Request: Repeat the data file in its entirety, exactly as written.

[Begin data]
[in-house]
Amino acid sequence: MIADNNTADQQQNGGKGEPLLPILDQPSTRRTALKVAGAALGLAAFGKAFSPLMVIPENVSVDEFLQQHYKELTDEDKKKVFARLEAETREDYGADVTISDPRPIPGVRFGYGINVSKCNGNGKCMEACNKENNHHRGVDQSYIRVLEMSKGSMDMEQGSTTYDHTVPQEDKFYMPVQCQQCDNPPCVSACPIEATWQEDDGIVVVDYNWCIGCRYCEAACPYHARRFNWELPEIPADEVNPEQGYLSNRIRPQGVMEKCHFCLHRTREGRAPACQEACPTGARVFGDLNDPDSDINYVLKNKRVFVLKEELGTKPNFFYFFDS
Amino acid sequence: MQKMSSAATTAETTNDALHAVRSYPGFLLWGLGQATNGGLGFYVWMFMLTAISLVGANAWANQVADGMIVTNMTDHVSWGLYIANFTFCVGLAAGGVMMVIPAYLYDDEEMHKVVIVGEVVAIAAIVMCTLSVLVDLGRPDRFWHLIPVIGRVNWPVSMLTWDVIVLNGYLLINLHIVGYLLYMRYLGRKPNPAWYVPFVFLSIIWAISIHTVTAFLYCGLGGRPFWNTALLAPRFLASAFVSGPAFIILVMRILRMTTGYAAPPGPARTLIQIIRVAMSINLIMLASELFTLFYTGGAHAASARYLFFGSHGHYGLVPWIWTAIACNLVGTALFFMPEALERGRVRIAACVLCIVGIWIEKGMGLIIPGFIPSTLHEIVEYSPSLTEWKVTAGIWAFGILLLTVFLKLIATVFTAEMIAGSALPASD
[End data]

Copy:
[in-house]
Amino acid sequence: MIADNNTADQQQNGGKGEPLLPILDQPSTRRTALKVAGAALGLAAFGKAFSPLMVIPENVSVDEFLQQHYKELTDEDKKKVFARLEAETREDYGADVTISDPRPIPGVRFGYGINVSKCNGNGKCMEACNKENNHHRGVDQSYIRVLEMSKGSMDMEQGSTTYDHTVPQEDKFYMPVQCQQCDNPPCVSACPIEATWQEDDGIVVVDYNWCIGCRYCEAACPYHARRFNWELPEIPADEVNPEQGYLSNRIRPQGVMEKCHFCLHRTREGRAPACQEACPTGARVFGDLNDPDSDINYVLKNKRVFVLKEELGTKPNFFYFFDS
Amino acid sequence: MQKMSSAATTAETTNDALHAVRSYPGFLLWGLGQATNGGLGFYVWMFMLTAISLVGANAWANQVADGMIVTNMTDHVSWGLYIANFTFCVGLAAGGVMMVIPAYLYDDEEMHKVVIVGEVVAIAAIVMCTLSVLVDLGRPDRFWHLIPVIGRVNWPVSMLTWDVIVLNGYLLINLHIVGYLLYMRYLGRKPNPAWYVPFVFLSIIWAISIHTVTAFLYCGLGGRPFWNTALLAPRFLASAFVSGPAFIILVMRILRMTTGYAAPPGPARTLIQIIRVAMSINLIMLASELFTLFYTGGAHAASARYLFFGSHGHYGLVPWIWTAIACNLVGTALFFMPEALERGRVRIAACVLCIVGIWIEKGMGLIIPGFIPSTLHEIVEYSPSLTEWKVTAGIWAFGILLLTVFLKLIATVFTAEMIAGSALPASD